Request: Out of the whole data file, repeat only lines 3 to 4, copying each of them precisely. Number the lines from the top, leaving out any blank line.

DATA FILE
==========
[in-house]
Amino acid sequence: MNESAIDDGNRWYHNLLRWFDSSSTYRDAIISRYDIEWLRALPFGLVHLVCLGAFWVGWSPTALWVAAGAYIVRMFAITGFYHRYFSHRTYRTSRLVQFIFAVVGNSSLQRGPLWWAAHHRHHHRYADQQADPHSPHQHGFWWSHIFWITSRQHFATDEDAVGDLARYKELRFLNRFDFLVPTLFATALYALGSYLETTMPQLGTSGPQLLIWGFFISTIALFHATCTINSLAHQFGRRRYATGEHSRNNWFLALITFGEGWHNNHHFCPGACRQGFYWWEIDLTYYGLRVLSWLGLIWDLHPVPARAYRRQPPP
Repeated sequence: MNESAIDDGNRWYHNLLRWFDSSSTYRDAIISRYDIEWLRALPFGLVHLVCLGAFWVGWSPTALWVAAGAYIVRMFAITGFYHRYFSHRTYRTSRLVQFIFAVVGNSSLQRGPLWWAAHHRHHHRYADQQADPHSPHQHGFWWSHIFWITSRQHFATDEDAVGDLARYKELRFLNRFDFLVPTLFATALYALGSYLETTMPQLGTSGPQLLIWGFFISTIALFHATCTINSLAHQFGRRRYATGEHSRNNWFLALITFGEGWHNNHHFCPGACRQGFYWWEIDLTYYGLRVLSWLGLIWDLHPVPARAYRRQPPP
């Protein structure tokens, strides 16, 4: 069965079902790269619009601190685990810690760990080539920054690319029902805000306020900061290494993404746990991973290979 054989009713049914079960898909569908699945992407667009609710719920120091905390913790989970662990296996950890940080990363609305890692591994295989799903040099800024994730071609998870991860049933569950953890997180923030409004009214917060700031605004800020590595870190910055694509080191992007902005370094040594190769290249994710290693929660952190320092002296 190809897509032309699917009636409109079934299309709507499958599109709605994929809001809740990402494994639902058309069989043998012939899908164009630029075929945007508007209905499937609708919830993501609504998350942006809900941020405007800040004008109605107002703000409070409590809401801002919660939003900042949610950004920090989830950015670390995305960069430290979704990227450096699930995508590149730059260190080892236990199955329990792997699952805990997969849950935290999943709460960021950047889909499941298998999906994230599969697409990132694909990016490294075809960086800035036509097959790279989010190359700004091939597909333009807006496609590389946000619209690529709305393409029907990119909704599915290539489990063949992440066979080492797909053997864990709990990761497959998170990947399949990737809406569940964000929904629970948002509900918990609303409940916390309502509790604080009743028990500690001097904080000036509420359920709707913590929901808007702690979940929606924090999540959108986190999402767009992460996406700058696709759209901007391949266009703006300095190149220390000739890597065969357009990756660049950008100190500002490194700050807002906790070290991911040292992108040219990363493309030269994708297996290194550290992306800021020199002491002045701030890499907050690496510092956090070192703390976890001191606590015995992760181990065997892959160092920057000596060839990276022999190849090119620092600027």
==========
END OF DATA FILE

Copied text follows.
Repeated sequence: MNESAIDDGNRWYHNLLRWFDSSSTYRDAIISRYDIEWLRALPFGLVHLVCLGAFWVGWSPTALWVAAGAYIVRMFAITGFYHRYFSHRTYRTSRLVQFIFAVVGNSSLQRGPLWWAAHHRHHHRYADQQADPHSPHQHGFWWSHIFWITSRQHFATDEDAVGDLARYKELRFLNRFDFLVPTLFATALYALGSYLETTMPQLGTSGPQLLIWGFFISTIALFHATCTINSLAHQFGRRRYATGEHSRNNWFLALITFGEGWHNNHHFCPGACRQGFYWWEIDLTYYGLRVLSWLGLIWDLHPVPARAYRRQPPP
């Protein structure tokens, strides 16, 4: 069965079902790269619009601190685990810690760990080539920054690319029902805000306020900061290494993404746990991973290979 054989009713049914079960898909569908699945992407667009609710719920120091905390913790989970662990296996950890940080990363609305890692591994295989799903040099800024994730071609998870991860049933569950953890997180923030409004009214917060700031605004800020590595870190910055694509080191992007902005370094040594190769290249994710290693929660952190320092002296 190809897509032309699917009636409109079934299309709507499958599109709605994929809001809740990402494994639902058309069989043998012939899908164009630029075929945007508007209905499937609708919830993501609504998350942006809900941020405007800040004008109605107002703000409070409590809401801002919660939003900042949610950004920090989830950015670390995305960069430290979704990227450096699930995508590149730059260190080892236990199955329990792997699952805990997969849950935290999943709460960021950047889909499941298998999906994230599969697409990132694909990016490294075809960086800035036509097959790279989010190359700004091939597909333009807006496609590389946000619209690529709305393409029907990119909704599915290539489990063949992440066979080492797909053997864990709990990761497959998170990947399949990737809406569940964000929904629970948002509900918990609303409940916390309502509790604080009743028990500690001097904080000036509420359920709707913590929901808007702690979940929606924090999540959108986190999402767009992460996406700058696709759209901007391949266009703006300095190149220390000739890597065969357009990756660049950008100190500002490194700050807002906790070290991911040292992108040219990363493309030269994708297996290194550290992306800021020199002491002045701030890499907050690496510092956090070192703390976890001191606590015995992760181990065997892959160092920057000596060839990276022999190849090119620092600027």